• Support PF! Buy your school textbooks, materials and every day products via PF Here!

Ordinary Differential Equations

  • Thread starter Physter
  • Start date
14
0
1. Homework Statement
http://img54.imageshack.us/img54/1663/scan0002li4.jpg [Broken]

3. The Attempt at a Solution
Its been two years since I've seen differential equations and now I'm taking a more advanced course in the same area so our prof gave us a couple questions to see what we remember. Its not worth any marks or anything but he is suggesting we hand it in to get an idea for where we are. I spoke to my TA and she wasn't exactly all that helpful so if someone can point me in the right direction, it'd be awesome. I just need some tips, please dont give me full solutions or anything of that sort. Thanks :smile:

a) I think this is a separable equation so my guess is I can rewrite the y' as dy/dx and then move the dx over to the other side of the equation and then differentiate both sides in order to solve for y.

b) Its a first order equation and I honestly have no idea what to do with it lol. Its not separable nor is it an exact equation so umm linear? Integrating factor? Something like that? :S

c) Its a second order inhomogeoneous equation so my final answer should be the sum of a homogenous solution and a particular solution. First I think i'd solve the homogeonous equation by guessing a solution. I've been told that if we have a cosx in the equation, I should guess the solution cosx; if its a sinx in the equation, an appropriate solution might be sinx; if its e^x, a solution might be e^x. What I don't understand is in our equation, we have cos2x so should I guess cos2x or simply go with cosx? But yes, after solving the homogenous equation, I'd look for a particular solution. That's something I don't remember at all so I kind of need a hand as to where I should start with that. And I know once I have the particular solution, I'd simply add it to the homogenous solution I first found and that would be my final answer.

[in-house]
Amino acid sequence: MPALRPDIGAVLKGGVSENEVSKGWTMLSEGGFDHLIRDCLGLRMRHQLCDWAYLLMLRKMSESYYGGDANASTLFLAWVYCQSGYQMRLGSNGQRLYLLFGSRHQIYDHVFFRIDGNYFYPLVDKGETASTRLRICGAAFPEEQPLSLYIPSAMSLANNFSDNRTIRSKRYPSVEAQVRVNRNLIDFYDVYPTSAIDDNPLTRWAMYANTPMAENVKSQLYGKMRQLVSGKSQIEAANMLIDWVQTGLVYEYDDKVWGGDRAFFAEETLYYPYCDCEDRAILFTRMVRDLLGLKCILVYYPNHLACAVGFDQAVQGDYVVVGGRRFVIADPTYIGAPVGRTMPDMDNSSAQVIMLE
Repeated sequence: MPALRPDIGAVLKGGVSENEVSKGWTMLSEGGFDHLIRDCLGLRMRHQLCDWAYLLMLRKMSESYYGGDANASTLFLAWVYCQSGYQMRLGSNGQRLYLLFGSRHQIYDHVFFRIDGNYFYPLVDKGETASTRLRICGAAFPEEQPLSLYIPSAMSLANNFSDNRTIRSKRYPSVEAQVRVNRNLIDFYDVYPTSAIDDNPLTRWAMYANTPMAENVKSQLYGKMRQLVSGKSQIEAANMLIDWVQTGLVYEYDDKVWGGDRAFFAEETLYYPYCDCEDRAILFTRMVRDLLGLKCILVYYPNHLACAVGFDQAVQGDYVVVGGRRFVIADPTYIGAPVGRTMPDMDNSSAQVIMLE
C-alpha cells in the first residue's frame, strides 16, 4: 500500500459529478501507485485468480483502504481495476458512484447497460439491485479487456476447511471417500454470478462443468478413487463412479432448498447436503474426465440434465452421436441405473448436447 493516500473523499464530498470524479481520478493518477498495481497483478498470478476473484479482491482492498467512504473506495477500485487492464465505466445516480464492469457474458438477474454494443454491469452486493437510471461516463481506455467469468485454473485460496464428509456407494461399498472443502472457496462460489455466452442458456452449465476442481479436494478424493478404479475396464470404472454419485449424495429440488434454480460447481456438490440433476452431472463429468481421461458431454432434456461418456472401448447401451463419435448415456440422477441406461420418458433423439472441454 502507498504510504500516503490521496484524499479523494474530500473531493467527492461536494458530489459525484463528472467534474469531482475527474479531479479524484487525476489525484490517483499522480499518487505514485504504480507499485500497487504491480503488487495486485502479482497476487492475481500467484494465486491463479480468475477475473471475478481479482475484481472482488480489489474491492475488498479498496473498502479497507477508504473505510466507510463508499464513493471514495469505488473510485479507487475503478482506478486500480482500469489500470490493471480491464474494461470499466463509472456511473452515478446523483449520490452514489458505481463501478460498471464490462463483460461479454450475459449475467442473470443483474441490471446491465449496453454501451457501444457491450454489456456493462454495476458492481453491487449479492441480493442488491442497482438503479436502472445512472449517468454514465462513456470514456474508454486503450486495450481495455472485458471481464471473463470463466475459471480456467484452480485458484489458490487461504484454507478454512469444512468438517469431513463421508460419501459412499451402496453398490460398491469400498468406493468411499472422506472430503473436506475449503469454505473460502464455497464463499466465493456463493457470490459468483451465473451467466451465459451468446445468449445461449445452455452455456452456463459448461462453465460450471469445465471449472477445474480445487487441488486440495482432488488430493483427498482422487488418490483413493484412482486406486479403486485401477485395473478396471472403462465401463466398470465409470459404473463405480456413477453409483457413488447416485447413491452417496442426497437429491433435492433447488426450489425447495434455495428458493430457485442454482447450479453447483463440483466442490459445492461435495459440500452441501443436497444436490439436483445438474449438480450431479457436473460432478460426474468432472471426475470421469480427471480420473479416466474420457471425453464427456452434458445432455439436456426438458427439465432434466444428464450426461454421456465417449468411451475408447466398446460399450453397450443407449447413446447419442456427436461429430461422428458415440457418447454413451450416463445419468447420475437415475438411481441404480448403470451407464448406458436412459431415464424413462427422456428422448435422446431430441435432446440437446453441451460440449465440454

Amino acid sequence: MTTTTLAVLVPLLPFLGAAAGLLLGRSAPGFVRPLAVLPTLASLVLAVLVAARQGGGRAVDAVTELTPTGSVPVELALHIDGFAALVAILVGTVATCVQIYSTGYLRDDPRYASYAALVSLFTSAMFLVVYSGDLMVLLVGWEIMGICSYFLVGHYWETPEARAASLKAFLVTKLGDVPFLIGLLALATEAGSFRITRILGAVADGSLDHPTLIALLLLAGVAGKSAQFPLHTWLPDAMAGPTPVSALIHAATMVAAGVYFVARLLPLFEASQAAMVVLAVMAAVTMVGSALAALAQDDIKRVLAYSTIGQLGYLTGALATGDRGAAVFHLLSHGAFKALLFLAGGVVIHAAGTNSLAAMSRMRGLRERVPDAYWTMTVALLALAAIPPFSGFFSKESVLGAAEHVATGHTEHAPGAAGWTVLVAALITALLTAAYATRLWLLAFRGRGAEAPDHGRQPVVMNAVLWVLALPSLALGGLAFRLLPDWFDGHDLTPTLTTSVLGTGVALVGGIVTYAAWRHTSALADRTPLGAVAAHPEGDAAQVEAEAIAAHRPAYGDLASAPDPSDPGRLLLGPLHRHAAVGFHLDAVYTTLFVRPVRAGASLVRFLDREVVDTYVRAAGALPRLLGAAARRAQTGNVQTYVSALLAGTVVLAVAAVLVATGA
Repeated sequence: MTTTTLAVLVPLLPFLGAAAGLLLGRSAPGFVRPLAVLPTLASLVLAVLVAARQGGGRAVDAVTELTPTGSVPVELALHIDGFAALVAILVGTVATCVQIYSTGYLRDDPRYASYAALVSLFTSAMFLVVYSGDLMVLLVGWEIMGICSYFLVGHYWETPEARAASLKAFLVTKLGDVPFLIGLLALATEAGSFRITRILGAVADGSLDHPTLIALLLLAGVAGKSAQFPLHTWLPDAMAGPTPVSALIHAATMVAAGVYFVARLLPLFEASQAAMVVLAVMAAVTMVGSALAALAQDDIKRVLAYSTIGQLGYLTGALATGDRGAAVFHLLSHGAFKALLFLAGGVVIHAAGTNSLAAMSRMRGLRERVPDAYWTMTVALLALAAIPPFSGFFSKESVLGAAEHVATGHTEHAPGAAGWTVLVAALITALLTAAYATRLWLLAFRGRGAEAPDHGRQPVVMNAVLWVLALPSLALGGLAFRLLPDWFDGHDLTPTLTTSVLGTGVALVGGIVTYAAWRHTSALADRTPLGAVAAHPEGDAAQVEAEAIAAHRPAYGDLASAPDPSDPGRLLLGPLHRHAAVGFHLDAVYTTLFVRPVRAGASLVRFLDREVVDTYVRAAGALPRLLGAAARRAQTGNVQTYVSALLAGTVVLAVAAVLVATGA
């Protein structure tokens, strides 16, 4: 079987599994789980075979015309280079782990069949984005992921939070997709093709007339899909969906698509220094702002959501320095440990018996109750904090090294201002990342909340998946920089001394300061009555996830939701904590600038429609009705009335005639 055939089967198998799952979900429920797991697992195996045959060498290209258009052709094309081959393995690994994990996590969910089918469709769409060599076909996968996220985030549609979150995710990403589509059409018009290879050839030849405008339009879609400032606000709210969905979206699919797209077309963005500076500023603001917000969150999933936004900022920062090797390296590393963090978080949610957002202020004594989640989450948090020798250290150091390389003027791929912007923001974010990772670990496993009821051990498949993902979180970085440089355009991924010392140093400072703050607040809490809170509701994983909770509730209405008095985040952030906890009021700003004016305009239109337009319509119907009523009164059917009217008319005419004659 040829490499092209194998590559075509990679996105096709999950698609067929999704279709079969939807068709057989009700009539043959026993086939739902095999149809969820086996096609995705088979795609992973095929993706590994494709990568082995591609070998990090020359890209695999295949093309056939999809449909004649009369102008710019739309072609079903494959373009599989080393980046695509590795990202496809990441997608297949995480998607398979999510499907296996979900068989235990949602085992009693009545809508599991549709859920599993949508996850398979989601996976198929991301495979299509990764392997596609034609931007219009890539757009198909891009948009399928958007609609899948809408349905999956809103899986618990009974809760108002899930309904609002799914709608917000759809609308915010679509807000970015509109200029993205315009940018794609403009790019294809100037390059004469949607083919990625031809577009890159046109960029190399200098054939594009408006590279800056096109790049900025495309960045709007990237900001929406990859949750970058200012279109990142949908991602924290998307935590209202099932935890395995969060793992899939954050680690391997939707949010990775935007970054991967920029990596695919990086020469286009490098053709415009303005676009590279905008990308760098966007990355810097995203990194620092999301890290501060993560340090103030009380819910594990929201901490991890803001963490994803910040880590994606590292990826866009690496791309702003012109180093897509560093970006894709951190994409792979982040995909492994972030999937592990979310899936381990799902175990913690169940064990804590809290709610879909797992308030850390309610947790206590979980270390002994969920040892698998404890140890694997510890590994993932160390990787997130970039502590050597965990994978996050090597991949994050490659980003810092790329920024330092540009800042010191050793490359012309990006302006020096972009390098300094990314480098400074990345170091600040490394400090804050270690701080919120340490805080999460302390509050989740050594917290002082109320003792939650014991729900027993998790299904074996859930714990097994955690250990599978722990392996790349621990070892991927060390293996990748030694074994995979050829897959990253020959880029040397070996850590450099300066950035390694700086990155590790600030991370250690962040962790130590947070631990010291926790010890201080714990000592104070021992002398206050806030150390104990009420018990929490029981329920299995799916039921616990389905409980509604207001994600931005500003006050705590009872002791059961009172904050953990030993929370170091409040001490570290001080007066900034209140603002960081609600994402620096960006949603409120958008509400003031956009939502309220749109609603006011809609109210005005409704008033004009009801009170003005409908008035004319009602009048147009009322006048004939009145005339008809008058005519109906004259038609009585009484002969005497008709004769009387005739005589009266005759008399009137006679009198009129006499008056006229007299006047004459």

d) Ok I know its a second order homogeneous equation but how do I know which method I should use to solve the equation? How do you know when to use constant coefficients, Euler's method or reduction of order?

e) Second order homogeoneous equation and again its the same problem as question d). How do I know which method to use?

f) Its a first order equation and I think it may be exact? I suppose I should check for exactness and then go from there?
 
Last edited by a moderator:
286
0
#2;
Have you learned the method of integrating factors?
 
14
0
The prof just mentioned it briefly but I don't really know how to apply it.
 

dextercioby

Science Advisor
Homework Helper
Insights Author
12,949
532
The first 2 don't require use of integrating factors. The first one is immediate by direct integration and the second can be integrated an inhomogenous linear 1-order ODE.

Daniel.
 

Related Threads for: Ordinary Differential Equations

  • Posted
Replies
6
Views
979
  • Posted
Replies
1
Views
2K
  • Posted
Replies
2
Views
815
  • Posted
Replies
5
Views
991
  • Posted
Replies
1
Views
2K
  • Posted
Replies
3
Views
2K
  • Posted
Replies
2
Views
4K
  • Posted
Replies
3
Views
975

Physics Forums Values

We Value Quality
• Topics based on mainstream science
• Proper English grammar and spelling
We Value Civility
• Positive and compassionate attitudes
• Patience while debating
We Value Productivity
• Disciplined to remain on-topic
• Recognition of own weaknesses
• Solo and co-op problem solving
Top